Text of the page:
France to reopen embassy in Libya after nearly seven years | Political news


French President Emmanuel Macron has pledged to support Libya’s new interim government after meeting with the head of the interim presidential council.

France will reopen its embassy in the Libyan capital Tripoli next Monday to show its support for the new unity government of the North African country, President Emmanuel Macron said on Tuesday after meeting with the head of the interim presidential council.

The Libyan unity government led by Prime Minister Abdul Hamid Dbeibah took office on March 16 from two rival administrations that ruled its eastern and western regions, completing a smooth transition of power after 10 years of violence and chaos.

“We will do everything in our power to defend this agenda of sovereignty and stability,” Macron said alongside Mohammed al-Menfi, the head of the Libyan presidency council in Paris.

“On Monday, our embassy in Tripoli will reopen and our ambassador will return to your territory,” he said.

Paris closed its embassy after evacuating around 50 French and British nationals after fighting erupted in Tripoli in July 2014. It based its ambassador in Tunis, the neighboring Tunisian capital.

Menfi was on his first overseas visit since taking office, which was established following a process negotiated by the UN.

Prime Minister Dbeibah and a three-member interim presidential council were selected in UN-sponsored negotiations in February.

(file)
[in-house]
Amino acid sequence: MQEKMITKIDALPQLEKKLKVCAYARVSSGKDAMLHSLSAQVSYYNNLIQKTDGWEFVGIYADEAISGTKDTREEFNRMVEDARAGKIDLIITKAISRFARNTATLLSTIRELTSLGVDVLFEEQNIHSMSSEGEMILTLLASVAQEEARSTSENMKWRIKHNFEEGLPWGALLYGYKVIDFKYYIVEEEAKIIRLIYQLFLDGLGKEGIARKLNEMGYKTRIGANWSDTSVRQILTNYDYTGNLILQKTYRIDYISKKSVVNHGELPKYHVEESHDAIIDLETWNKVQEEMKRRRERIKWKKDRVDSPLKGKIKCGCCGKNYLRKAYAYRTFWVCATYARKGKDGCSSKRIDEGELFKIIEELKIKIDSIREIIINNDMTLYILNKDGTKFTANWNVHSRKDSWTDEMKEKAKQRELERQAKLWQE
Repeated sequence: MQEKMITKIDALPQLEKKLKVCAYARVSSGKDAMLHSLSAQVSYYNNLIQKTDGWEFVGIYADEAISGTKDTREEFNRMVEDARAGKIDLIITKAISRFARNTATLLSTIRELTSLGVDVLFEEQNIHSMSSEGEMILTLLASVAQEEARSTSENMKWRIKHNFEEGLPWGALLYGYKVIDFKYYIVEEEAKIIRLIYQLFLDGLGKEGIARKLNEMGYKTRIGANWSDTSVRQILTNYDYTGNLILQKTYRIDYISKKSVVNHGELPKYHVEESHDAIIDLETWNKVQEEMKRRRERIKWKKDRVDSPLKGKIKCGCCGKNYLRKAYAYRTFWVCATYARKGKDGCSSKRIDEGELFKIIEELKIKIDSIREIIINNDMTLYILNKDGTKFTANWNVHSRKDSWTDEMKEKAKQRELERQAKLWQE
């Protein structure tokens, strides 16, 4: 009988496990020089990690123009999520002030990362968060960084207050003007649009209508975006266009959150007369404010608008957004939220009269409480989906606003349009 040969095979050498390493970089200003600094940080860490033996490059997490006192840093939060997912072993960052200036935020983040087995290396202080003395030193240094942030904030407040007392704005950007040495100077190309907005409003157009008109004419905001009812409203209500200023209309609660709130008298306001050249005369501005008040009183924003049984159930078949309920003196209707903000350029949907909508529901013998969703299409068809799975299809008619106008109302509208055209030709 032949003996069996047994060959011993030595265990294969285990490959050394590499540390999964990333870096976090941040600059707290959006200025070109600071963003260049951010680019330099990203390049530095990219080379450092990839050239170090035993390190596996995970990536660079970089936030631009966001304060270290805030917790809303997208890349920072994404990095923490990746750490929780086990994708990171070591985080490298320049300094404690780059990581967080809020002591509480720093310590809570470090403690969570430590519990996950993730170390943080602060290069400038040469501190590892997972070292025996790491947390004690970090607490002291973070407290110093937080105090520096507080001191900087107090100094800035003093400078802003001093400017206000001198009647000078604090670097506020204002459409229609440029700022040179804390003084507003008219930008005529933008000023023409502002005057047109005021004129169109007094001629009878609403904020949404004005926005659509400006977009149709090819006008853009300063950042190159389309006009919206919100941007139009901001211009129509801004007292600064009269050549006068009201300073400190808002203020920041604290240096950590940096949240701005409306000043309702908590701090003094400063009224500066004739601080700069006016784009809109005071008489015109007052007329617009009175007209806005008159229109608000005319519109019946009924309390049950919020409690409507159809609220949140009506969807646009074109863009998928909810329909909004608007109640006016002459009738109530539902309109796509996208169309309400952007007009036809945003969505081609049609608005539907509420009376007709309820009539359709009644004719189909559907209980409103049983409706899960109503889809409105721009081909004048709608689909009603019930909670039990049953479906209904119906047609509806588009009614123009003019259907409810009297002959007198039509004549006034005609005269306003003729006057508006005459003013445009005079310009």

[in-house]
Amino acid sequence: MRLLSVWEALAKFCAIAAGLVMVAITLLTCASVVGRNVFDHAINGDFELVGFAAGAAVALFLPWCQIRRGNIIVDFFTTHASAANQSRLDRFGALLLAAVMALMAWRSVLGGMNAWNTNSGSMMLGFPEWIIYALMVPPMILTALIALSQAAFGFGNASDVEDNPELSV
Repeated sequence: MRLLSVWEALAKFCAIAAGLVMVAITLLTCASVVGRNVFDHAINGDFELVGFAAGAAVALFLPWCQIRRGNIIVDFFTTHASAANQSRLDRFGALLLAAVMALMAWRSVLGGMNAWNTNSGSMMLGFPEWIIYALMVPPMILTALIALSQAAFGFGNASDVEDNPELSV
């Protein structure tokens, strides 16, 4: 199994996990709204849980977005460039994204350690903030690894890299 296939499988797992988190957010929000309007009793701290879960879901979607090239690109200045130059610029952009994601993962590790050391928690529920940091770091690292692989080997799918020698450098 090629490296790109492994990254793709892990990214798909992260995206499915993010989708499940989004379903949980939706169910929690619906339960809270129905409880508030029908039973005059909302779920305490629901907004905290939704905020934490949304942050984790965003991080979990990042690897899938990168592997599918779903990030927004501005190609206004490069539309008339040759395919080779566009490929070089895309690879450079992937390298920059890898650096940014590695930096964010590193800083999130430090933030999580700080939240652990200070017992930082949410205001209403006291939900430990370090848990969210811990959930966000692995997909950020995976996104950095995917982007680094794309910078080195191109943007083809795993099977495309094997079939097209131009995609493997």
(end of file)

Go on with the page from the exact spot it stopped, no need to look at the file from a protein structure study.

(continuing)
The new transitional executive is the result of the UN peace process that was launched in November in Tunis, then voted in Geneva. It was ratified by the Libyan parliament on March 10.

Oil-rich Libya has been torn by war since a NATO-backed uprising led to the overthrow and murder of longtime leader Muammar Gaddafi in 2011. Former French President Nicolas Sarkozy was the main supporter the NATO-led military campaign that resulted in the overthrow of Gaddafi.

“I want to show you here all my support and that of France for the new unified Libyan authorities resulting from the transition process,” Macron said.

“We owe a debt to Libya and the Libyans for a decade of disorder,” Macron said, adding that regional stability would be impossible without peace in Libya.

Macron sharply criticized Turkey’s military intervention in Libya, while rejecting claims that Paris had secretly favored the renegade military commander in eastern Libya, Khalifa Haftar, in the conflict. The eastern government supported Haftar.

The internationally recognized Government of National Accord (GNA), which ruled western Libya, was supported by Turkey in its battle against Haftar’s forces.

The GNA finally defeated Haftar’s forces, backed by the United Arab Emirates (UAE), Egypt, France and Russia, last April after a year of intense fighting.

Macron insisted that a priority was the withdrawal of Turkish troops and pro-Ankara Syrian militias, as well as Russian mercenaries who are said to be on the ground.

An estimated 20,000 mercenaries and foreign fighters are still based in the country, whose presence Dbeibah has called “a stab in the back”. The UN Security Council last week called on all foreign forces to leave “without further delay”.





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